Piccolo's small plates enable chef to flex creative muscles

Doug Flicker's new restaurant is pint-size, but not on taste

To quickly differentiate the residents who are invested in a neighborhood from those who aren't, just wait till it snows. For the former, it's typically a point of pride (or guilt, perhaps) to keep their sidewalks scraped down to raw concrete. The latter take less responsibility for their share of the commons, leaving the fluffy stuff to be packed down by passersby until the whole stretch turns icy and treacherous.

On a snowy night not long ago, the midnight skies had earlier dumped several inches of winter wonder, then slowed to a trickle of flakes glittering in the streetlights' glow. I was departing Piccolo Restaurant at the same time as another couple and watched the man playfully edge the woman into a waist-high snow bank, launching a flirtatious tussle.

I then noticed a shadowy figure outside the restaurant, shoveling a fine layer of snow off the walk with a raspy scrape. It wasn't an immediate necessity—the next batch of diners wouldn't be arriving for at least 16 hours—but it was just another of the millions of mundane chores required to make a business successful. A moment later, I recognized the shoveler as none other than Piccolo's Doug Flicker, one of Twin Cities' most celebrated chefs, his white jacket cloaked by a giant parka.

At Piccolo, small plates are created with big-plate sophistication.
Alma Guzman
At Piccolo, small plates are created with big-plate sophistication.
The chioggia beet terrine.
The chioggia beet terrine.

After years working in several noteworthy Twin Cities kitchens—D'Amico's, Table of Contents, the Loring—Flicker had a 10-year run as a partner at Auriga, where he picked up many a Best Chef and Best Restaurant award. Since Auriga closed in 2007, Flicker has been working in someone else's employ (Mission American Kitchen, Porter & Frye, and, again, D'Amico's), using the time to "recover," bank a steady paycheck, and plot his next move.

Shortly after the New Year rolled around, Flicker opened his new pint-size restaurant, Piccolo, in the former home of Agri at 43rd and Bryant (Flicker contacted the struggling restaurant and convinced the owner to shut down so he and former Auriga moneyman James Andrus could have the space). Piccolo's Italian-influenced bill of fare is as tiny as its 36-seat space. The list reads like an exuberant tasting menu, offering a little more than a dozen modestly portioned dishes that range from $6 to $14. Small plates are the obvious reference point, but unlike the uniform bites of olives, dumplings, or fish found in tapas, dim sum, or sushi, these are multi-element compositions, artfully plated to resemble mini-entrées.

Describing the concept, Flicker says he's grown tired of the conventional menu structure—the expected progression of soups, salads, and appetizers to larger entrees—and the obligatory cycle of the same half-dozen main-dish proteins. Instead, his one-size-fits-all approach allows more flexibility, as something like octopus, for example, could be prepared in an "entrée" style, yet remain an appropriate portion. Flicker says he's happy to be free of the pressure to increase a dish's size to justify a higher price and the resulting overconsumption or food waste.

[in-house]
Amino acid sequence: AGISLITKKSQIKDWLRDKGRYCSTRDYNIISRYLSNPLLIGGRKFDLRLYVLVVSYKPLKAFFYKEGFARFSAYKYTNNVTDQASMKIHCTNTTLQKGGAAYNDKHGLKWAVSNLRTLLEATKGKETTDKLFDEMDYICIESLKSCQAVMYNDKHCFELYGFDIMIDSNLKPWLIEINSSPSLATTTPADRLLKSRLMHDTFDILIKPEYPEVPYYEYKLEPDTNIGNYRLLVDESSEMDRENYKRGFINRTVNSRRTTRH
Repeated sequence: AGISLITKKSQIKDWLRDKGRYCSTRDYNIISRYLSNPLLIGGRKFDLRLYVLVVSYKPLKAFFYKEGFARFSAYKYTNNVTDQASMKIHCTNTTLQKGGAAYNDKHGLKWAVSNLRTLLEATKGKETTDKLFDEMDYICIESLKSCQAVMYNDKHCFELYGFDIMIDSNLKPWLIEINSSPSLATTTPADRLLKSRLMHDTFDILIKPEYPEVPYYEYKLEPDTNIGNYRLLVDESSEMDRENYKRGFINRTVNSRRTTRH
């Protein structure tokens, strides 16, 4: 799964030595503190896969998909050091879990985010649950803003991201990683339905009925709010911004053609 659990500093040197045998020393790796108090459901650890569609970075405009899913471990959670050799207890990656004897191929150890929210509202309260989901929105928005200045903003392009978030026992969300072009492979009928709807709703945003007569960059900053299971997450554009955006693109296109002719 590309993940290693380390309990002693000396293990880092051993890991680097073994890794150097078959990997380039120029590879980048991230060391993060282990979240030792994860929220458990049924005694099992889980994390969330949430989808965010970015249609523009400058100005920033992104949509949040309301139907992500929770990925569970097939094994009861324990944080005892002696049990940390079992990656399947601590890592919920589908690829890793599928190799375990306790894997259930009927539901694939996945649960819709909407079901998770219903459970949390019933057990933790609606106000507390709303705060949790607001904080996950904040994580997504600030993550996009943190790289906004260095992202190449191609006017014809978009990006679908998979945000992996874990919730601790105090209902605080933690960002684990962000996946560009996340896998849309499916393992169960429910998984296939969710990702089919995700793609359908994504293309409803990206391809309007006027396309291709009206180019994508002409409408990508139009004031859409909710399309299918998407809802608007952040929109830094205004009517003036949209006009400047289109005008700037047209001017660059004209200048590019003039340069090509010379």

I've been trying to think of a term for the concept, since there's really nothing like it—exclusively small plates—in town. Coursed dining? Fractional eating? Tasting plates? I'm not sure how to name it, but I do know how to define it: It's a format that enables a chef to really stretch his creative muscles—and it allows the diner to experience as much of those efforts as possible. Flicker's explanation is more straightforward: "I wanted to cook the food I really wanted to cook," he says.

Some items are utterly simple, such as the scrambled eggs, cooked on low heat to remain a little runny, and dotted with truffle shavings and bits of pickled pig's feet. The trotter will never win any beauty contests—think ancient jars in the back of Grandma's fridge or on countertops of rural bars—but the odd bits of meat, fat, and gelatin spike the warm, savory gelato with salt and vinegar. There's also Italy's version of rice and beans: gnocchi with cannellini, slightly undercooked to a grainy texture that contrasts the pillowy pasta, laced together with tangy robiola cheese and nubs of house-made guanciale.

Not everything is so rich, including a white asparagus and Brussels sprout ragout paired with a tiny microgreen-topped ball of chèvre on a crouton pedestal. Or the perfectly crunchy-tender croquettes, made with delicate, grassy-tasting sunchoke instead of potato, and served with a concentrated shock of sweet-tart green-apple mustard.

When Auriga debuted, its initial menu was dubbed ambitious, intimidating, and "impossibly academic," and several Piccolo dishes have a similar food-nerd appeal with their puzzle-like preparations. Roast chicken may sound banal, but in Flicker's hands it's a complicated construction that involves boning out flavor-rich chicken thighs, layering them with bread and transglutaminase, an enzyme used to bond proteins and known colloquially as "meat glue," then cooking them sous vide (vacuum-packed in a warm water bath for several hours). Before service, the pieces are cut into bricks and browned so the skin gets crispy and the bread catches the juices, as in stuffing. Paired with a few bites of ricotta French toast and sweet turnips, it's one of the best ways to eat chicken in town. Another labor-intensive dish involves quail stuffed with barley and house-made sausage, then rolled in caul fat (a fatty, lace-like membrane that surrounds the organs of cattle, sheep, and pigs). It's served with a briney-tasting salsify and garlicky potato purée—in Flicker's hands, root vegetables are more delight than seasonal drudgery.

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